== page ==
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Re: [Lsb-wg] opposition to LSB 2.0 rc1
- From: anderson at freestandards dot org
- To: Benjamin Kosnik <bkoz at redhat dot com>
- Cc: gcc at gcc dot gnu dot org, libstdc++ at gcc dot gnu dot org, lsb-wg at freestandards dot org
- Date: Thu, 29 Jul 2004 17:05:10 -0400 (EDT)
- Subject: Re: [Lsb-wg] opposition to LSB 2.0 rc1
- References: <email@example.com>
- Reply-to: anderson at freestandards dot org
On Thu, 29 Jul 2004, Benjamin Kosnik wrote:
> The LSB 2.0 spec is likely to be announced at LW next week. This is
> the first update of LSB in two years, and for the first time includes
> a specification for the following libraries: C++, X11, Xext, Xt, GL,
> ncurses, and some others.
Only C++ is new. The other librarries have been in previous version of
> 1) LSB C++ ABI specification is inadequate and ill-formed.
> Attempting to qualify the C++ binary interface on linux solely by
> details of the C++ runtime library, without also detailing
> requirements of the underlying compiler, is insufficient. As a
> result the standard may have a fundamental and fatal flaw. Namely,
> that two incompatible C++ implementations, which have the same C++
> runtime library characteristics, are deemed compatible.
The LSB includes by reference the Itanium C++ ABI
(http://www.codesourcery.com/cxx-abi/abi.html), which covers the
compiler behavior. The LSB supplements that specification by adding the
Is there additional compiler behavior that is not covered by these? If
so, where is it documented?
> 2) LSB C++ specification enshrines non-current, inferior technology.
> The draft LSB spec implies C++ support implemented by a future
> release of the gcc 3.3 compiler. As of today, the last gcc
> release in this series (gcc-3.3.4) cannot meet the LSB
> specification, although future releases (gcc-3.3.5) may.
Current CVS on the 3.3 branch matches the specification. Distributions
have a long history of grabbing patches from CVS and backporting them
to previous releases. The patch needed in this case is trival, and should
cause no difficulty to backport.
I believe this same situation has existed previously with glibc, and
backporting a small number of changes was viewed as acceptabvle then.
> However, the current FSF release of gcc is gcc-3.4.1, which is
> incompatible with the older release series. This release provides
> substantial benefits to users, including increased compiler and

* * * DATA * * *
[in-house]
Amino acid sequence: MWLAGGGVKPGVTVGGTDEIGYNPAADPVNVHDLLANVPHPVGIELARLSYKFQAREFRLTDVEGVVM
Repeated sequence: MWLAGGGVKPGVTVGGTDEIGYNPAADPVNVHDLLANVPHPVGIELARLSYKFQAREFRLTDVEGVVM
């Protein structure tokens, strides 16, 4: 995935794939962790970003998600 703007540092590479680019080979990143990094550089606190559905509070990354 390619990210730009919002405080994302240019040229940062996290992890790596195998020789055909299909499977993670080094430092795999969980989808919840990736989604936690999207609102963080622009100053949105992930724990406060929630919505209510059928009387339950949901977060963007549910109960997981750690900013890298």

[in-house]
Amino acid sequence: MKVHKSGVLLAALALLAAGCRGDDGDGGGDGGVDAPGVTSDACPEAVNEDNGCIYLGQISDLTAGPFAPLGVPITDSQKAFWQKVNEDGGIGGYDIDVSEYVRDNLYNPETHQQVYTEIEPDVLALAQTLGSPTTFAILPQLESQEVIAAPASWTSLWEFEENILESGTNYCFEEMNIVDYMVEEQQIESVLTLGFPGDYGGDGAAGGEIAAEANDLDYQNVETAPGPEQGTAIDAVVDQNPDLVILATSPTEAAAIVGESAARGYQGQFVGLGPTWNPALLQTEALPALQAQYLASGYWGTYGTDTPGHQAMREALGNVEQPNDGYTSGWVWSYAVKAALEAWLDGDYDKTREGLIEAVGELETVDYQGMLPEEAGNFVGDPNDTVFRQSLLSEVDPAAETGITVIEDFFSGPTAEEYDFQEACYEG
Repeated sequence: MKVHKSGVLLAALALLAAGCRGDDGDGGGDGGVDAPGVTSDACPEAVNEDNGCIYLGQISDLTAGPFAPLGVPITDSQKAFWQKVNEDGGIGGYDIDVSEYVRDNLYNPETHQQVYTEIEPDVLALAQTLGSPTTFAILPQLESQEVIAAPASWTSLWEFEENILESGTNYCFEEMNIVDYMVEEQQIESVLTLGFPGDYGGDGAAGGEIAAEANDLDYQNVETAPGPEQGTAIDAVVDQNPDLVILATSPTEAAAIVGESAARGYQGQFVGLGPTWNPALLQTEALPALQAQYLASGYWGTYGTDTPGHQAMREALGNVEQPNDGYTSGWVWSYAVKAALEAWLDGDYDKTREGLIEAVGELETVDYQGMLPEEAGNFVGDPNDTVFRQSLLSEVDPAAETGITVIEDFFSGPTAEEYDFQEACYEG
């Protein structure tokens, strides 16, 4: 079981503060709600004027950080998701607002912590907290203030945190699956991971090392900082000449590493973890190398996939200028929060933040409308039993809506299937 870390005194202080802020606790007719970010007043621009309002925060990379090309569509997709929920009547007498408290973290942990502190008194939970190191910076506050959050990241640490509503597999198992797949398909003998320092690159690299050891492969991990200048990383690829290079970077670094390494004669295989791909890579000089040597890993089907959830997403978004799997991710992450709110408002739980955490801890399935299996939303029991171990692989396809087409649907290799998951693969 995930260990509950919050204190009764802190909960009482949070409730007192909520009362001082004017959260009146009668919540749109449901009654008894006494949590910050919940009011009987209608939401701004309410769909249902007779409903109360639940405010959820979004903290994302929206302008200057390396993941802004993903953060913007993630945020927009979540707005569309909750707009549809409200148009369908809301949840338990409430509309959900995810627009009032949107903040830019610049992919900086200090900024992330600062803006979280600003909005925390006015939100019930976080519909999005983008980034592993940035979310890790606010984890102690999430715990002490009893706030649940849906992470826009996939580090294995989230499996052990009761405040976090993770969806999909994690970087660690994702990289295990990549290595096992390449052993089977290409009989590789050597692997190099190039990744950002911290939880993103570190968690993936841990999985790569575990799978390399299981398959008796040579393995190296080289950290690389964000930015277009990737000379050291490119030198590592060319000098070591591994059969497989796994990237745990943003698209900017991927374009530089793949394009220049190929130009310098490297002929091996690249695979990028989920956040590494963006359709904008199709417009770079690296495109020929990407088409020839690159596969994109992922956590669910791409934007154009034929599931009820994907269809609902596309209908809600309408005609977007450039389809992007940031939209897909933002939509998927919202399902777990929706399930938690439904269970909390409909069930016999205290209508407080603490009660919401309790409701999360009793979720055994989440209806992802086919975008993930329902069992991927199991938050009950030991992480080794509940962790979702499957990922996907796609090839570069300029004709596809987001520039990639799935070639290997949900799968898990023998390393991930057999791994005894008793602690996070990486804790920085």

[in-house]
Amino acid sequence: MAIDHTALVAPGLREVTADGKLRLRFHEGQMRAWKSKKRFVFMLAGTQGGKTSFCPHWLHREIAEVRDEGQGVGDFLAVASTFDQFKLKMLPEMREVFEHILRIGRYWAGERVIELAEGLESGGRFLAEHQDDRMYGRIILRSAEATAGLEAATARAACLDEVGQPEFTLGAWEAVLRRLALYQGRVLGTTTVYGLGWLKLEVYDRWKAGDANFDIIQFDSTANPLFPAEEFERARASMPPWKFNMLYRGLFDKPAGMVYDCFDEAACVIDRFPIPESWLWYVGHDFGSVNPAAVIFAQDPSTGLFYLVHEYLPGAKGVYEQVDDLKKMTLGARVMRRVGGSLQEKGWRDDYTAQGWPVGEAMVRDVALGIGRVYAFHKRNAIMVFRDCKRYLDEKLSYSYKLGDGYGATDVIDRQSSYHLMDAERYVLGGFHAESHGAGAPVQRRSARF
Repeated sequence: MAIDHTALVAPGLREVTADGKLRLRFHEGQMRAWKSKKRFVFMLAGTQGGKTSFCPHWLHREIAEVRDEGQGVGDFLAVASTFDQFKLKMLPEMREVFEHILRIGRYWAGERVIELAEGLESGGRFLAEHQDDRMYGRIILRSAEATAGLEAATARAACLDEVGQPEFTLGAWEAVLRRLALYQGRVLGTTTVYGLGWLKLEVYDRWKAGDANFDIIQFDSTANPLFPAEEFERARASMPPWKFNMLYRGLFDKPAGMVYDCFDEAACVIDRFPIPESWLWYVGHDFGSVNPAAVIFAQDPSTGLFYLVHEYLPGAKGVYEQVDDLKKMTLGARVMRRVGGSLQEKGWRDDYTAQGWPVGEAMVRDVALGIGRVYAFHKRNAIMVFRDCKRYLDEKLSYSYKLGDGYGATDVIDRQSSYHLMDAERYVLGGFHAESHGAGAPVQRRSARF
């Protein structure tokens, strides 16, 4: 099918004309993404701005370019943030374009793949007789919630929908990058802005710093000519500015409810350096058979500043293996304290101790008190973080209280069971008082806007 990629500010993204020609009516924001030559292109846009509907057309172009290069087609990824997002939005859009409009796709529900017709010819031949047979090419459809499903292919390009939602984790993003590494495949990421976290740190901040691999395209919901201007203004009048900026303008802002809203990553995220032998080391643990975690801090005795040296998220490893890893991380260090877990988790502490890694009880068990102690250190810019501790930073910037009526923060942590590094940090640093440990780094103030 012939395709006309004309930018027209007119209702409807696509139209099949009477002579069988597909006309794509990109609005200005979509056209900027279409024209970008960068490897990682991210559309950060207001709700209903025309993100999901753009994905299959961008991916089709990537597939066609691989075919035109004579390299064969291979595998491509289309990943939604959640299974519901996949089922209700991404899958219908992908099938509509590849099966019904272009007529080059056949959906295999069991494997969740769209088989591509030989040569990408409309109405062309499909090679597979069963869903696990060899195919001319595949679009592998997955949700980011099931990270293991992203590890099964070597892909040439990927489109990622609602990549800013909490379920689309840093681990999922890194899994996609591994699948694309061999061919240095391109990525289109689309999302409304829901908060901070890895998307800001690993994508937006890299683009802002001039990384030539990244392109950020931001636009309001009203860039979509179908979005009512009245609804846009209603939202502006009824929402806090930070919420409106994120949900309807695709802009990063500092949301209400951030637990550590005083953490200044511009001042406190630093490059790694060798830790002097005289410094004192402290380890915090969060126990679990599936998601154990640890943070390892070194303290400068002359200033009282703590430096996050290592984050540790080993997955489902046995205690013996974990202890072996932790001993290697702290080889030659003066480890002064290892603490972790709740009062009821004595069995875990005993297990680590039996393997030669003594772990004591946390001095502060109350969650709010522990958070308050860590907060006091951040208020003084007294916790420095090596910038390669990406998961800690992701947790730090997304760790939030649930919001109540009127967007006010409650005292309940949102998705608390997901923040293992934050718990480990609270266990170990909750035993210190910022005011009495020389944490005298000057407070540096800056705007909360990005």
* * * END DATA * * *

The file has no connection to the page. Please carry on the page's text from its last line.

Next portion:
> runtime performance, increased conformance to C99 and C++
> standards, and innovative new features.
We look forward to aligning the C++ definition in the LSB to gcc 3.4
in the next major release (LSB 3.0), curently scheduled for Summer 2005.
It would not be possible to release an LSB aligned with gcc 3.4 at this
time as it does not meet the rest of our release criteria, which can be
found on our website at http://www.linuxbase.org/futures/criteria/index.html.
> 3) LSB C++ specification is not multi-vendor.
> The draft LSB spec privileges linux distributions that are based
> on gcc-3.3. For distributions using gcc-3.2, conforming to LSB will
> require the addition of a duplicate yet incompatible system
> library, with the same name, same SONAME, and different path.
The LSB requires only 18 libraries, most of which probably do not need
to be duplicated in this situation. This situation is that same situation
that has occured in the past with glibc versions. This is one of the
reasons the LSB criteria require 2 or more distributions to be shipping
(or shipping imminently) with the require version levels to match the
Older releases have often required updating to match newer LSB releases.
We do take into consideration wether or not such updated can occur with
a reasonable amount of effort or not.
> In response, this LSB has advocated the use of dynamic loader
> tricks to solve this issue. A separate dynamic linker with special,
> LSB-only properties would purportedly solve the problem.
This has been the suggested method for the past 5 years. It has even
been used in the past by other distributions, so we believe the approach
to be viable.
> concerning are non-trivial, real-world cases, where applications
> need more runtime support than the subset of libraries standardized
> in the LSB specification.
These applications have 3 choices:
1) Don't be an LSB application
2) Statically link all libraries which are not included in the LSB
3) Carry around a private copy of the shared libraries, in which case
they can be considered to be a aprt of the application.
Again, these have been the options for over 5 years. Note that for
applications provided by a distribution, option 1 should be fine.
> the problem has been ignored since
> there are no dependencies of any other standardized library on
Not ignored, but the idea of making the full stack of shared libraries
provided by a distribution available on top of the LSB has not been seen
as being in scope or a requirement. We are working to expand the scope
of the LSB to include more of that stack of libraries, but it has never
been our itention that the stack be provided in this manner.
> These objections have been explained to the LSB, and their response
> has not been satisfactory, although this effort is ongoing.
Even if our responses have not been satisfactory, we are pleased to be
having an ongoing dialog.
> Proposals to drop the C++ parts of the LSB 2.0 specification were
> specifically voted down.
We have input from other places that require C++ to be included. It's a
tough choice, but we believe we have followed the rules of the LSB
workgroup, and that LSB 2.0 matches the plan which has been published
for nearly a year now.
firstname.lastname@example.org Free Standards Group
Lead Developer, Written Specification Linux Standard Base
1024D/37A79149: 0791 D3B8 9A4C 2CDC A31F
BD03 0A62 E534 37A7 9149